Further, up until now the buyer while buying a home had no clue about what exactly was the area that he was paying for. The Bill defines the term carpet area exactly as: ““carpet area” means the net usable floor area of an apartment, excluding the area covered by the external walls, areas under services shafts, exclusive balcony or verandah area and exclusive open terrace area, but includes the area covered by the internal partition walls of the apartment.” Again, if implemented well this clause can bring huge relief to home buyers.
Real estate agents will also need to register with the regulator. This is another good move where not anyone and everyone will jump into become a real estate agent or a broker, as is the case currently.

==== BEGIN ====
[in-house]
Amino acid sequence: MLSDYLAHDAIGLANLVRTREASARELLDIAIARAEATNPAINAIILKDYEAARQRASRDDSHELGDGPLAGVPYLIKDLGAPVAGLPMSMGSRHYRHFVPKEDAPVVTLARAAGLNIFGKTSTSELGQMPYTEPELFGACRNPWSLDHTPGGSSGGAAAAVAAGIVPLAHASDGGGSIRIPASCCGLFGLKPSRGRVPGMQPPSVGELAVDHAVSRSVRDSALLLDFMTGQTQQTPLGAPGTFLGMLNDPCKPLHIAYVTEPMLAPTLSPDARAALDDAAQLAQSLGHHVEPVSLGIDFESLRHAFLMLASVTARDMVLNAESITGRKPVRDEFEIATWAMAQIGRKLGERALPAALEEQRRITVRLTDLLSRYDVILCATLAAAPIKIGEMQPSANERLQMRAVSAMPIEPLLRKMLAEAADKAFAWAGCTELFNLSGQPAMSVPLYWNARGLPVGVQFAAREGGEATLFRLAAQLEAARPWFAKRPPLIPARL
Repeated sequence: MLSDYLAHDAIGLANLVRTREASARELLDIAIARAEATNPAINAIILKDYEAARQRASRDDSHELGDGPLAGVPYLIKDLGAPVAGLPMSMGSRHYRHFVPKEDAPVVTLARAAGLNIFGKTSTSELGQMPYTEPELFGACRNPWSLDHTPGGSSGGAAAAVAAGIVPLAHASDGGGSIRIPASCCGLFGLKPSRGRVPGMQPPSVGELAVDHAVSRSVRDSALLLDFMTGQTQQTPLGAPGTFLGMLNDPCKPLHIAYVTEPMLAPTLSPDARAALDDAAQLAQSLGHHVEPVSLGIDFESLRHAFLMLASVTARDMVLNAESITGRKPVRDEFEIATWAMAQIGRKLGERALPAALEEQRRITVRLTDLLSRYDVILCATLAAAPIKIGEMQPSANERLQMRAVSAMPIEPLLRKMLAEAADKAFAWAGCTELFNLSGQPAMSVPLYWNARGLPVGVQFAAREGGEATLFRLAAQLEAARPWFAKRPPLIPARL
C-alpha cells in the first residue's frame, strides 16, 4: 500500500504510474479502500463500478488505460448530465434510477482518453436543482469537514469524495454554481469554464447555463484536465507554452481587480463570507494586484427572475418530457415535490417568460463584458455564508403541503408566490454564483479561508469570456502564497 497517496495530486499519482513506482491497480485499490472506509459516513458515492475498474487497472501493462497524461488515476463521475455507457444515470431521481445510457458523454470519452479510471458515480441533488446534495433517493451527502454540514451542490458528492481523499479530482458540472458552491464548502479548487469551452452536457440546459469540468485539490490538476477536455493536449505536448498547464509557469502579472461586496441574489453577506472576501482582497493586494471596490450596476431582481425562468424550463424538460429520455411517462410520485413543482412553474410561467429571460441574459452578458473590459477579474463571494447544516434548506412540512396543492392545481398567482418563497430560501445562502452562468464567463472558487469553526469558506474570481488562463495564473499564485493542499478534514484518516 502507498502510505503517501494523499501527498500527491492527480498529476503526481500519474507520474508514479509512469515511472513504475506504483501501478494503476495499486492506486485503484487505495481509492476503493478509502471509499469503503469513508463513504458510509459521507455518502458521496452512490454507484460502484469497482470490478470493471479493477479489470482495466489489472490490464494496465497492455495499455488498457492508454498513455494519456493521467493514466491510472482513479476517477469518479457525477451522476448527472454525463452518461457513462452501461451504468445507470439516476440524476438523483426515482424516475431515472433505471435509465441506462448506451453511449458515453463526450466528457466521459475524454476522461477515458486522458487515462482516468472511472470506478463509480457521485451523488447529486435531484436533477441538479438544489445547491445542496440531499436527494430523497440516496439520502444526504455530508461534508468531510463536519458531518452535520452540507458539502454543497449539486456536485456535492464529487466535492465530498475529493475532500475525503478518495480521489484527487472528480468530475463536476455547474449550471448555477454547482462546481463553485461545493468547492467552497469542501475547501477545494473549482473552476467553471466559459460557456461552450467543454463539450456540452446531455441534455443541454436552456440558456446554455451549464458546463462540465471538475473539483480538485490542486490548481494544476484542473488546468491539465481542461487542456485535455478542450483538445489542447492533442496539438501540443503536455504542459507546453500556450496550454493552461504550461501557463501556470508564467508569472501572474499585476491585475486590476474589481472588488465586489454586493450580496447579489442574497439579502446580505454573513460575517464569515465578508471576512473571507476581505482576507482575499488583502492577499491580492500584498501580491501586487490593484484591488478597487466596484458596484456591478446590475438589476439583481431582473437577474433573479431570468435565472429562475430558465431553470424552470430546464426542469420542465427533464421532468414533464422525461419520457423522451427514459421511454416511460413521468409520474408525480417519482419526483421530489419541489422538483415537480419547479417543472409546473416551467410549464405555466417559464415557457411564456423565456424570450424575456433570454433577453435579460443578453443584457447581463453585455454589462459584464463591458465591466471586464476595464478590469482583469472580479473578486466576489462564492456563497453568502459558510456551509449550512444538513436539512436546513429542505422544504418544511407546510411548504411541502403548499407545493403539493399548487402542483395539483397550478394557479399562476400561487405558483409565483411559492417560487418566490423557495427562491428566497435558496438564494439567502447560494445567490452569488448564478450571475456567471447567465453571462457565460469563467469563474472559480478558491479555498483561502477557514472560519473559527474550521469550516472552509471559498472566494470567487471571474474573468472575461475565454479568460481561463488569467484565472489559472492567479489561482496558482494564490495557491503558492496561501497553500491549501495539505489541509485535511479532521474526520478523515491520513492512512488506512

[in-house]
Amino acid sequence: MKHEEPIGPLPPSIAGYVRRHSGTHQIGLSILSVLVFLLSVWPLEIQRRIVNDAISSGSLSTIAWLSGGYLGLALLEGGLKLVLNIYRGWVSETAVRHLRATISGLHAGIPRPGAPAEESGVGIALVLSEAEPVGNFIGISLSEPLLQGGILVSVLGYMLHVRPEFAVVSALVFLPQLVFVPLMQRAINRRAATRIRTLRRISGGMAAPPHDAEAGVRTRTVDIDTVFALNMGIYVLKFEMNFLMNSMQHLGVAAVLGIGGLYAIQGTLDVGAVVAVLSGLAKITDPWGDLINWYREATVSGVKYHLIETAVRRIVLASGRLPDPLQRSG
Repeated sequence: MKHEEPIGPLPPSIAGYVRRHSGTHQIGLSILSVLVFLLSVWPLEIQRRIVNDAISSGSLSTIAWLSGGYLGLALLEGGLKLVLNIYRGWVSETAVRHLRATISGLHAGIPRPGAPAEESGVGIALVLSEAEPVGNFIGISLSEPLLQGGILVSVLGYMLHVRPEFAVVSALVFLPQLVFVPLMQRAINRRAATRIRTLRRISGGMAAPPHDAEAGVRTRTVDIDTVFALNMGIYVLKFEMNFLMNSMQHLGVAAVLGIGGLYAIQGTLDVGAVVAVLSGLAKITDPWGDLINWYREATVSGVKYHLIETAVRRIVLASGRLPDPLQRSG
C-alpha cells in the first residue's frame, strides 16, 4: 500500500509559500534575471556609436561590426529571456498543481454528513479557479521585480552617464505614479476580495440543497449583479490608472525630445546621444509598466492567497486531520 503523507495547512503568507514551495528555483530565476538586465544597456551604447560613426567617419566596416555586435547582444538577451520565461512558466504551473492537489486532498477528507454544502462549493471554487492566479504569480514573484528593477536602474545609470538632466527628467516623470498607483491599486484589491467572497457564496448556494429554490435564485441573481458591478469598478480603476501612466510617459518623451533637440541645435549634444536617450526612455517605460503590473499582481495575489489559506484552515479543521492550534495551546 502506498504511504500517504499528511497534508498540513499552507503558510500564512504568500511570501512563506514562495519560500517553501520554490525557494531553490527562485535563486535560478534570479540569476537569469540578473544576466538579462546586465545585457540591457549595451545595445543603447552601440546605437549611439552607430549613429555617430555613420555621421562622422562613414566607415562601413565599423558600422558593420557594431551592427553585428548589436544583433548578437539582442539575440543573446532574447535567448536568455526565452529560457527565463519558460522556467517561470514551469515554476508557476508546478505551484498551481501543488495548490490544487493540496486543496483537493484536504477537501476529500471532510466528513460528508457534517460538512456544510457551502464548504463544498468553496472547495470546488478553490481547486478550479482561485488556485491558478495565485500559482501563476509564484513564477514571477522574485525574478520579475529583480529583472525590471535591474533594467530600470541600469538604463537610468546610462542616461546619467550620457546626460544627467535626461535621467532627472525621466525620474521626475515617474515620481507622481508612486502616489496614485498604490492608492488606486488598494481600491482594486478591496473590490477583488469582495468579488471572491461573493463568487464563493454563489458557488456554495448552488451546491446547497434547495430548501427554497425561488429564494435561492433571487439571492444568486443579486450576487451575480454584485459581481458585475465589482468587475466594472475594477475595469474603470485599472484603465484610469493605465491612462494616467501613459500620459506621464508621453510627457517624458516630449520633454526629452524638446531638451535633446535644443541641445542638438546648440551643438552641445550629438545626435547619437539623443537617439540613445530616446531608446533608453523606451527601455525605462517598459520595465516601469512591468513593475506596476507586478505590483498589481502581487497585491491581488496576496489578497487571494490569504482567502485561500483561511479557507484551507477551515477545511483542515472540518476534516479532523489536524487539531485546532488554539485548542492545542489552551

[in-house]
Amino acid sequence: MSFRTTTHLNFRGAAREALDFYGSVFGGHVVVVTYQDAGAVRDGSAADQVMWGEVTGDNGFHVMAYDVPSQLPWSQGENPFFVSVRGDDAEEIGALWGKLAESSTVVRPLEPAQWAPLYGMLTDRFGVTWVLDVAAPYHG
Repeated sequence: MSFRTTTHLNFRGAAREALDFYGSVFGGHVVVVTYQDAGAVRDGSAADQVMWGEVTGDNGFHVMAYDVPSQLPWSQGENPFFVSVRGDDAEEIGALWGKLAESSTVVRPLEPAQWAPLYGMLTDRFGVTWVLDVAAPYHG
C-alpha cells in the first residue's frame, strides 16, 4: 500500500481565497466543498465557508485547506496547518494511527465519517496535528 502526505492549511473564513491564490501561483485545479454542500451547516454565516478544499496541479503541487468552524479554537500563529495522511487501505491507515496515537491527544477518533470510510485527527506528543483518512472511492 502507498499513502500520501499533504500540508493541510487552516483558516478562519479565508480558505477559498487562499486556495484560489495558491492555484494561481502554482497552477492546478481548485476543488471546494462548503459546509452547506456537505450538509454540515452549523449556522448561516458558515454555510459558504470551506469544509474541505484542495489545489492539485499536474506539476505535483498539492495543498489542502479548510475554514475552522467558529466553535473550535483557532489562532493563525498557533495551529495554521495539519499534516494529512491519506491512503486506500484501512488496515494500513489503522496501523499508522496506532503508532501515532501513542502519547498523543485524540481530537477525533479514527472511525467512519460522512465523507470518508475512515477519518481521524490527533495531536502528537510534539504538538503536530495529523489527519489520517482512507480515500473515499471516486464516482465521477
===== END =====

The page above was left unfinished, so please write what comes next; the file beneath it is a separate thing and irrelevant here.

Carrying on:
Also, currently the real estate promoters keep changing the plans as they keep building the project. Once the Bill becomes an Act, this may no longer be possible. Any alterations to sanctioned plans, layout plans and specifications of the buildings or the common areas within the project will need written consent of at least two-thirds of the buyers other than the promoter, who have bought apartments in the building.
This is another buyer friendly measure. On a jovial note what this means is that real estate promoters will have to stop advertising all those swimming pools which are planned at the time a project is launched but never get built.
Up until now buyers have had to pay a huge rate of interest every time they miss a payment to the real estate promoter. But the promoters never pay or at least don’t pay the same high rate of interest, if there is any delay on their part. The Bill essentially calls for the same rate of interest to be paid by the real estate promoter as well as the buyer in the eventuality of a default on either side.